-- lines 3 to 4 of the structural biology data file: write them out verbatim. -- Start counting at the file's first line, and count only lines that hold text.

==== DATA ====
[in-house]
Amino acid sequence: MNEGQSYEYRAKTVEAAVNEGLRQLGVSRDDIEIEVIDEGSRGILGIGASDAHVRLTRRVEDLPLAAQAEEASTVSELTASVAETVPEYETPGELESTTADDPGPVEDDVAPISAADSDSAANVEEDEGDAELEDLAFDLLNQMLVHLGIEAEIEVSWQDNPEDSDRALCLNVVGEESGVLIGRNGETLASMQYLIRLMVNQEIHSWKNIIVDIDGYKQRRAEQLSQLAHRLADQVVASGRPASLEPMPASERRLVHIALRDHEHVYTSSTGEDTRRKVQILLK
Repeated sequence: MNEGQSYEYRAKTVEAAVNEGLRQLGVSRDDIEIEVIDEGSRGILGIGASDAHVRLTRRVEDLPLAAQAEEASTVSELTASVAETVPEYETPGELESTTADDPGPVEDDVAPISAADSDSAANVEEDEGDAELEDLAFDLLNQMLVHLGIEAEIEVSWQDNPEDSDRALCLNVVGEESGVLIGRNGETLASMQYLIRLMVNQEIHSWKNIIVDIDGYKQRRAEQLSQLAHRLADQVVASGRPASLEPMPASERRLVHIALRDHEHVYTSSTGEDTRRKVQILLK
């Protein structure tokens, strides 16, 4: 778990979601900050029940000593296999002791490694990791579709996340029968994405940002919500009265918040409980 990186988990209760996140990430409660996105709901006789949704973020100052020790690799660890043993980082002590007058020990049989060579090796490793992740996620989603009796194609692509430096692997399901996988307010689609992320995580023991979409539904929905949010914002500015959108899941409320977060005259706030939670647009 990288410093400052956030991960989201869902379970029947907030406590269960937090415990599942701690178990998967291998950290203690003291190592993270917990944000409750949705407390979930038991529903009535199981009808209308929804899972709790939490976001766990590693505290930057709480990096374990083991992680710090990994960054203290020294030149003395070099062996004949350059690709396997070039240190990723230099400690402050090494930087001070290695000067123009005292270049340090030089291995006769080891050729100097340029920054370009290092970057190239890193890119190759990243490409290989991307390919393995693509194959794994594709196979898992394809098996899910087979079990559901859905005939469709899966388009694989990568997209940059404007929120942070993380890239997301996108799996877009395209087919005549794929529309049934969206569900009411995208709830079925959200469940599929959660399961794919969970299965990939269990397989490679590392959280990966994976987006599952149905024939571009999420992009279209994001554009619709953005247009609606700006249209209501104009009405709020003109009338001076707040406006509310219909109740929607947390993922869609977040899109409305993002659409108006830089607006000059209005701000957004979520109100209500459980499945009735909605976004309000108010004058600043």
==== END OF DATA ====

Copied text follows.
Repeated sequence: MNEGQSYEYRAKTVEAAVNEGLRQLGVSRDDIEIEVIDEGSRGILGIGASDAHVRLTRRVEDLPLAAQAEEASTVSELTASVAETVPEYETPGELESTTADDPGPVEDDVAPISAADSDSAANVEEDEGDAELEDLAFDLLNQMLVHLGIEAEIEVSWQDNPEDSDRALCLNVVGEESGVLIGRNGETLASMQYLIRLMVNQEIHSWKNIIVDIDGYKQRRAEQLSQLAHRLADQVVASGRPASLEPMPASERRLVHIALRDHEHVYTSSTGEDTRRKVQILLK
């Protein structure tokens, strides 16, 4: 778990979601900050029940000593296999002791490694990791579709996340029968994405940002919500009265918040409980 990186988990209760996140990430409660996105709901006789949704973020100052020790690799660890043993980082002590007058020990049989060579090796490793992740996620989603009796194609692509430096692997399901996988307010689609992320995580023991979409539904929905949010914002500015959108899941409320977060005259706030939670647009 990288410093400052956030991960989201869902379970029947907030406590269960937090415990599942701690178990998967291998950290203690003291190592993270917990944000409750949705407390979930038991529903009535199981009808209308929804899972709790939490976001766990590693505290930057709480990096374990083991992680710090990994960054203290020294030149003395070099062996004949350059690709396997070039240190990723230099400690402050090494930087001070290695000067123009005292270049340090030089291995006769080891050729100097340029920054370009290092970057190239890193890119190759990243490409290989991307390919393995693509194959794994594709196979898992394809098996899910087979079990559901859905005939469709899966388009694989990568997209940059404007929120942070993380890239997301996108799996877009395209087919005549794929529309049934969206569900009411995208709830079925959200469940599929959660399961794919969970299965990939269990397989490679590392959280990966994976987006599952149905024939571009999420992009279209994001554009619709953005247009609606700006249209209501104009009405709020003109009338001076707040406006509310219909109740929607947390993922869609977040899109409305993002659409108006830089607006000059209005701000957004979520109100209500459980499945009735909605976004309000108010004058600043």